[p.87]Things had changed again with Rose. After a movie one night he started to drive across the river.
“Ryan, let’s not park.”
“I don’t think we should kiss in the car any more. I think it’s—I don’t know—dangerous.”
“I’m not going to try to take advantage of you.”
“I know you’re not, unless I want you to.”
He couldn’t argue with that. He turned around in the Westbank parking lot and drove her home. On the step she gave him a long passionate kiss.
Rose was anxious to get to Ricks. She had her class schedule planned out and a room reserved in the dorm.
He would be eighty miles away in Pocatello.
Ryan’s mother turned forty-seven in August. Rose took her a present, an antique cup and saucer she had bought in Salt Lake City.
Ryan’s parents, Uncle Neal and Aunt Norma, and Ryan and Rose sat in the living room eating the birthday cake. Ryan’s mother looked good, and she looked happy. Maybe the truce between her and Ryan’s dad would hold for a while.
Norma and Rose hit it off immediately, discovering within minutes that their ancestors had been close friends—Brigham Young and Willard Richards. They talked about the two families and how many church leaders had come from each one—eight Youngs and seven Richardses. Only the Smith family had more.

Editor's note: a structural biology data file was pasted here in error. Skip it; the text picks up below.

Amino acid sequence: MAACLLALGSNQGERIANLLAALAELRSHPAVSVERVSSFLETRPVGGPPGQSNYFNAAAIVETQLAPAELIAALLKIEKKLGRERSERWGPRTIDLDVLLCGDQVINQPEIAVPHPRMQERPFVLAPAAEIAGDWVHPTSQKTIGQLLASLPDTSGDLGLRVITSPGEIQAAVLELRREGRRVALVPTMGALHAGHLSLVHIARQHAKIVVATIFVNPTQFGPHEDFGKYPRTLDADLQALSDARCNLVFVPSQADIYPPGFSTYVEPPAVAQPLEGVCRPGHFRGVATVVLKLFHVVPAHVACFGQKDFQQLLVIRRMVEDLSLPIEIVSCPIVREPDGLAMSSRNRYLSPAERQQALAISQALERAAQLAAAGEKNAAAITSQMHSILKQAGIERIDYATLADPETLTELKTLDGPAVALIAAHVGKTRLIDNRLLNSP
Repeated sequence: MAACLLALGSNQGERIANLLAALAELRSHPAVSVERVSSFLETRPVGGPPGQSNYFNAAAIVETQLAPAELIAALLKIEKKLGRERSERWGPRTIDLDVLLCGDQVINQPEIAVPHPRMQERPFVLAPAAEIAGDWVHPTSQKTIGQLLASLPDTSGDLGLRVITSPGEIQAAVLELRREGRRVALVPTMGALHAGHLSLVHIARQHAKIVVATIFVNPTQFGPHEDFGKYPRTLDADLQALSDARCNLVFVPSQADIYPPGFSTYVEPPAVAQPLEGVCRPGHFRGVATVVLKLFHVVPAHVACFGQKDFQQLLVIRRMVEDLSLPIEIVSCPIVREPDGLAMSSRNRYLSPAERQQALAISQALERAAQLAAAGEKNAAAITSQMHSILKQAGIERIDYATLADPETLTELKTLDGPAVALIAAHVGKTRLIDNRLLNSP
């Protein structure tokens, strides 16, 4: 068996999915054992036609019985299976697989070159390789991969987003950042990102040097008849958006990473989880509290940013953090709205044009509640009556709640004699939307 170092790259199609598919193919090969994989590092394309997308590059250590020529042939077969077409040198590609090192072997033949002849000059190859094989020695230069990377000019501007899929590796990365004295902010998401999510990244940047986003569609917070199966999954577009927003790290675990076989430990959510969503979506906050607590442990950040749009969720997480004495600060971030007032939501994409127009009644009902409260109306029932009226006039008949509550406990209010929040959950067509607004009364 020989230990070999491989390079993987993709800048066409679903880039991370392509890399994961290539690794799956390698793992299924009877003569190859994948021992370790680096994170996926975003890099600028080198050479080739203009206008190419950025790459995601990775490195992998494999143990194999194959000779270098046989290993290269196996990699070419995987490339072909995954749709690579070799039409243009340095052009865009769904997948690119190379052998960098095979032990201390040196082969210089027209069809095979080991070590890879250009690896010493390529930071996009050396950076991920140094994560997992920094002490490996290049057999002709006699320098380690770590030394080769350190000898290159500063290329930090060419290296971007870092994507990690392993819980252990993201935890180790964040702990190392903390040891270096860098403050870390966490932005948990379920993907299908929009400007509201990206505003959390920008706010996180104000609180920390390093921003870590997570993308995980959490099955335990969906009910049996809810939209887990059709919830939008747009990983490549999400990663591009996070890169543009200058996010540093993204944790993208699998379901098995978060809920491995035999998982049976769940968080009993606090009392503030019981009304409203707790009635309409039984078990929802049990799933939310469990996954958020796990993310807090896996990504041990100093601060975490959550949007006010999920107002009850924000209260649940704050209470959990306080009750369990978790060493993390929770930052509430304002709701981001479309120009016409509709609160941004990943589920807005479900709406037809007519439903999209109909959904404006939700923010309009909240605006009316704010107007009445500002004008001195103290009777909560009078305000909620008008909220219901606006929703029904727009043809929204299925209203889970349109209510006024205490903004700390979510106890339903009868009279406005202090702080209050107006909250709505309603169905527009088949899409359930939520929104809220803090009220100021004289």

“Sounds like a contest,” said Ryan.
“Oh, don’t be silly,” laughed Rose.
Neal talked of a birthday party they had had for April in Alpine.
“It was raining cats and dogs outside,” he said. “Clark got a fire going, and we sat at the table playing cards.”
[p.88]“I remember,” said April. “We played Sevens the entire evening.”
Norma laughed. “We were up till two or three, and Clark and Neal had to be at the dam at six.”
“We made it on time,” said Neal.
Norma asked Ryan if he remembered that night.
“I remember it. I think that was the night Dad and Uncle Neal taught me to play five-card stud.”
“Doesn’t surprise me,” said Norma. “And you were only what—ten years old?”
“Every boy should know how to play five-card stud,” said Clark.
“I doubt that,” said April.